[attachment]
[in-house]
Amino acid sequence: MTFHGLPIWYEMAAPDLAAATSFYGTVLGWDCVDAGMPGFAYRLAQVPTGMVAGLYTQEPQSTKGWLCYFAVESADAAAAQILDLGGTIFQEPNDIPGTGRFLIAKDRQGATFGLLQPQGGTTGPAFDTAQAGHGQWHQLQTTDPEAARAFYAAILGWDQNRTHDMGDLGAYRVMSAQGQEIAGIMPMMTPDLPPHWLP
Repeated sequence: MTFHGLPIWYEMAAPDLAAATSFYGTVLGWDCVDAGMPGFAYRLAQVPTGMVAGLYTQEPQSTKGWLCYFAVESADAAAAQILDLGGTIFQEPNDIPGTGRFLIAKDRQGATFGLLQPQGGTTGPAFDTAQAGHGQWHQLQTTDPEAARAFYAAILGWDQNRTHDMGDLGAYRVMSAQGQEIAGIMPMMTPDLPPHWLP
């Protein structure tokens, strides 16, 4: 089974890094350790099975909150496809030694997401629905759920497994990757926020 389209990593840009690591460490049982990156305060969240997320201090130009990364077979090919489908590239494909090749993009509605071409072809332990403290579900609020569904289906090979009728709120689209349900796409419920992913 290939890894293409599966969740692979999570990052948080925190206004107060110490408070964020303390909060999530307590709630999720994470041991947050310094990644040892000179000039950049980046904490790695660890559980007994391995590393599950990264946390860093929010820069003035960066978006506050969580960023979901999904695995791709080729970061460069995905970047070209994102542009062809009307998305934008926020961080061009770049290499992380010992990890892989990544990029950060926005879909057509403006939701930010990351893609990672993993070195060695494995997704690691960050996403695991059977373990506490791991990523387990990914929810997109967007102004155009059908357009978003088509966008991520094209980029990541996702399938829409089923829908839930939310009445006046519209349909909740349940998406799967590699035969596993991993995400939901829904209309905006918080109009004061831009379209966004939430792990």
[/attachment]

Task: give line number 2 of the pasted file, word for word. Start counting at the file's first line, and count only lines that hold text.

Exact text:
Amino acid sequence: MTFHGLPIWYEMAAPDLAAATSFYGTVLGWDCVDAGMPGFAYRLAQVPTGMVAGLYTQEPQSTKGWLCYFAVESADAAAAQILDLGGTIFQEPNDIPGTGRFLIAKDRQGATFGLLQPQGGTTGPAFDTAQAGHGQWHQLQTTDPEAARAFYAAILGWDQNRTHDMGDLGAYRVMSAQGQEIAGIMPMMTPDLPPHWLP